DJ BO, tongue-in-cheek self-proclaimed “Shanghai’s #2 DJ” is a wearer of many hats, both literally and metaphorically; he’s a full-time DJ, lecturer on culture at universities, senior editor/co-founder of Mongolian culture brand ARTGER, writer and host-curator of ‘The Critical Music Club.’
We caught up with the Florida native to find out about all that and more.
First things first – what’s the story behind your silver top hat and suit as a kid?
This is the best I’ve ever looked; three years old and it has been downhill since. I grew up in a dance studio, as my mother is a dance teacher. I did 10 years of tap, jazz and ballet.
Recently, I’ve busted out my tap shoes again, and incorporated that discipline into performances at LOFAS and Shake. I’m not quite Fred Astaire, but then again, Astaire didn’t know how or where to scratch a James Brown record to get the best breakbeat, so fuck Fred.
What is The Critical Music Club for those not in the know?
The Critical Music Club is “The All-Rockin’ Roundtable” where musicians, DJs, music writers and miscellaneous miscreants meet to talk tunes. It started at La Mezcaleria, but has since moved to online weekly meetings on Sundays at 8pm.
Basically, it’s a music discussion group, going over everything from 1950s folk to local post-punk. People of all knowledge/experience levels are welcome; as long as you do the ‘homework’ listening you’ll be 100% fine.
Check it out live or the videos I post after on my WeChat Channel (BorderBreaks) and YouTube.
What can people expect?
There’s two main parts to each meeting. There’s a Critic List, which is a ranked Top 5 list on a fun theme, such as “Animal Songs” and “Travel Songs.” Our Critics send them in to me before each meeting, and then we discuss them at the meeting.
Then there’s the Album Discussions. Our critics listen to the assigned albums and then we go over them in the meeting. For at least one of the albums per meeting, we have someone associated with it come to talk about it.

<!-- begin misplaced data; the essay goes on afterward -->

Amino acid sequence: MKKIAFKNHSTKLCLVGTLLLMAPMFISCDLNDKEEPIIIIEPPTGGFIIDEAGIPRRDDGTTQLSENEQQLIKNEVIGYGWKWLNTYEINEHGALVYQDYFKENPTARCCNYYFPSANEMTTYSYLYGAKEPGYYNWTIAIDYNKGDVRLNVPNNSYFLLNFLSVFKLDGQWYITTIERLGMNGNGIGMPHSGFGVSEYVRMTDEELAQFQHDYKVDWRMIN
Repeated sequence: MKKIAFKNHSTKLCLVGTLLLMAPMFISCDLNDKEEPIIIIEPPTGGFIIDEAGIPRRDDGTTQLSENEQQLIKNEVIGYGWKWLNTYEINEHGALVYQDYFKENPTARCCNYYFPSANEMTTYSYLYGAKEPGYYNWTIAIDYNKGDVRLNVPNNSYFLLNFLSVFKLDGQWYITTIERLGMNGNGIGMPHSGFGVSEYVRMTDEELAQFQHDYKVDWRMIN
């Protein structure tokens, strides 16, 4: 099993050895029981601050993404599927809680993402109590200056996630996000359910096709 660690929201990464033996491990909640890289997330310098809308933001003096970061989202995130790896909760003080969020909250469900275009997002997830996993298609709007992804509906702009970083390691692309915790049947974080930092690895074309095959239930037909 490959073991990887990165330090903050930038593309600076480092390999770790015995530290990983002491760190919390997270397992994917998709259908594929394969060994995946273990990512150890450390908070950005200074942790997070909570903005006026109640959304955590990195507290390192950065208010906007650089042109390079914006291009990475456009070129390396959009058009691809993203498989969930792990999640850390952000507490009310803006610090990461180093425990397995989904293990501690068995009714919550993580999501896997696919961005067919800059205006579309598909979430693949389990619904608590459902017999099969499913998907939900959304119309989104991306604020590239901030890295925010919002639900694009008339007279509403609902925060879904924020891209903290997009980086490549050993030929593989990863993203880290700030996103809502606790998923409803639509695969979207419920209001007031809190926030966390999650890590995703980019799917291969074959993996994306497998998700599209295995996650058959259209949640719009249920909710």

That’s included blues guitarist Seth Pandu Blumberg for the Grammy winning Ike Turner album Risin’ with the Blues; #1 Billboard hit songwriter Phillip Jarrell to talk about his debut album I Sing My Songs for You; and local post-punk band Solid Liqui – 固体李逵 – to talk about their album Countless Mirages – 无浪击石.
Tell us about some of the guests you’ve got coming up…
We’ve got a wide variety…
Legendary Hong Kong DJ Andrew Bull to talk about a very rare mix LP of his being digitized for the first time ever.
Beijing superstar Helen Feng to talk about her band Nova Heart’s influential self-titled album.
And USA experimental/electronic rock band Zen Mother to talk about their new album Millennial Garbage Preach.
Are you involved in any other projects right now?
Besides writing poetry about soggy cabbage? [See below] I’m doing DJ livestreams on my WeChat (BrianOffenther) both for my usual residency at La Mezcaleria and kids parties; still working daily on ARTGER, the Mongolian documentary brand I co-founded; and I’m excited to relaunch the “GOING THROUGH PAGES Rock N’ Roll Book Club.”
Interesting. Tell us a bit more about ARTGER?
I am the co-founder and Senior Editor for ARTGER, which primarily produces documentaries based in the country of Mongolia. The word ger is the Mongolian word for yurt, and is also the basis for the word for family gerbuth. So, it’s an “art family.”